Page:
The primary tumor, without any distant or global producers, can arrive at one of three nontrivial quasi-equilibria: extinction of cheaters, extinction of local producers, or coexistence of local producers and cheaters. The cheater-only quasi-equilibrium is vulnerable to invasion by any producer cell type, independent of niche construction specificity, as long as interclonal competition is weaker than intraclonal. On the other hand, quasi-equilibria containing producers have different requirements for stability and varying levels of susceptibility to the invasion of secondary or global producers, dependent on the strength of interclonal competition and niche construction specificity. The invasion of primary tumor cells that contribute to the pre-metastatic niche is a necessary condition for metastasis and settlement of the secondary tumor site [1722]. Importantly, susceptibility or resistance to invasion are not intrinsic to a tumor, but are crafted through an ecological pathological relationship between the tumor and its microenvironment. Metastasis requires the necessary mutations for the genesis of certain subclones and also an ecological milieu that facilitates invasion of these subclones. Even if the appropriate mutations occur, the cells could fail to invade and instead die off if the tumor is resistant to invasion. We have shown that such resistance is more likely to occur in tumors containing producers, which are larger and accumulate more mutations. Small, cheater-only tumors experience fewer mutations yet are more able to facilitate the successful proliferation of metastasis-promoting lineages. Although we adopt a deterministic invasion perspective (i.e., mutant lineages either increase or not depending on the invasion condition), our argument also applies to the stochastic persistence of a small mutant lineage, since all things being equal, such persistence is less likely when invasion conditions are not satisfied.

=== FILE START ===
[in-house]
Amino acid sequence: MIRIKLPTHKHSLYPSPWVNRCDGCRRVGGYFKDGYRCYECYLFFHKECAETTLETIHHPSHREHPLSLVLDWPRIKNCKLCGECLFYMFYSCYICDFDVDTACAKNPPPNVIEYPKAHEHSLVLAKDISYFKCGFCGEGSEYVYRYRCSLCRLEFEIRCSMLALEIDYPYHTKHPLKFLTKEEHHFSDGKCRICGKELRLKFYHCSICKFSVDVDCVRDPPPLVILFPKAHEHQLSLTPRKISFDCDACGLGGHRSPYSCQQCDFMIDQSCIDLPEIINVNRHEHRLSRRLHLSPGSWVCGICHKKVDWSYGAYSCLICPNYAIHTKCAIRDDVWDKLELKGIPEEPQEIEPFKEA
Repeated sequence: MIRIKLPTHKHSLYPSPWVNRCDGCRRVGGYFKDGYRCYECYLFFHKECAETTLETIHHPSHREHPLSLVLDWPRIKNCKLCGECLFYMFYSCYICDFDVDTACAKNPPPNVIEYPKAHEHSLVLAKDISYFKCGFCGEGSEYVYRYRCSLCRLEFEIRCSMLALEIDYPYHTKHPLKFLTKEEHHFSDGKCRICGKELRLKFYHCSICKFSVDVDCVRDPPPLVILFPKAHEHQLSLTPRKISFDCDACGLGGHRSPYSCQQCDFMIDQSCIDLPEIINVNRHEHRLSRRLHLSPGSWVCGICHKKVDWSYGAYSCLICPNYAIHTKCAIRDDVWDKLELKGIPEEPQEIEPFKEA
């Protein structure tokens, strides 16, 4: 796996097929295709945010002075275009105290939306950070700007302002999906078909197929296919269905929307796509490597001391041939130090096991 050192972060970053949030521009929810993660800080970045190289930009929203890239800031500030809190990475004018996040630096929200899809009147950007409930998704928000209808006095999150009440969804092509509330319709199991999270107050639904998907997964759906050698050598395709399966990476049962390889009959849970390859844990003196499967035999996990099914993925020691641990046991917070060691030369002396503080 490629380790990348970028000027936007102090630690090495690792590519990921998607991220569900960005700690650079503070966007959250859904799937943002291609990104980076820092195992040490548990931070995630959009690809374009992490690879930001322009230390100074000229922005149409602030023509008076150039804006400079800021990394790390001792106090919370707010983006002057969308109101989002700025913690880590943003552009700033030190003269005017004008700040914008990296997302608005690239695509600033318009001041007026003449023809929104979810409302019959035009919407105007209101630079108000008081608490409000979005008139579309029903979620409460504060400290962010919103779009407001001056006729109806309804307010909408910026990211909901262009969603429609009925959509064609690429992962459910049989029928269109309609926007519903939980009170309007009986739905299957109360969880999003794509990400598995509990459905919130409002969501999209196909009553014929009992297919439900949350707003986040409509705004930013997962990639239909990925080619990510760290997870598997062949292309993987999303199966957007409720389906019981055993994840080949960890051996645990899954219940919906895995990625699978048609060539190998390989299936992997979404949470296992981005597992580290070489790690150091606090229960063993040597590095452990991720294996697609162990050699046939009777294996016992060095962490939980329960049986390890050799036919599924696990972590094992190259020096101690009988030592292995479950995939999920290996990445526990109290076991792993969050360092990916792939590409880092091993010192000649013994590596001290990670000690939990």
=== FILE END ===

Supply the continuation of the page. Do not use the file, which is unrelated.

Under all three competition structures, tumors containing only producers also demonstrate a trade-off between stability and the ability of secondary producers to invade. Regardless of interclonal competition strength, increasing niche construction specificity promotes stability of the producer-only tumor such that cheaters are unable to invade. This result agrees with Gerlee and Anderson’s findings that selection for niche construction requires sufficient specificity, as specificity keeps cheaters from free-riding [30]. However, we find that niche construction specificity makes it less likely that secondary producers can invade a producer-only tumor. This stems from the fact that secondary producers do not produce the primary resource and therefore are also selected against due to specificity of the resource. On the other hand, the ability of global producers to invade this tumor does not depend on niche construction specificity since they also produce the local resource and benefit with the same efficiency as local producers. Instead, invasion is possible only under competition structure I and only if interclonal competition between global and secondary producers is weaker than intraclonal competition.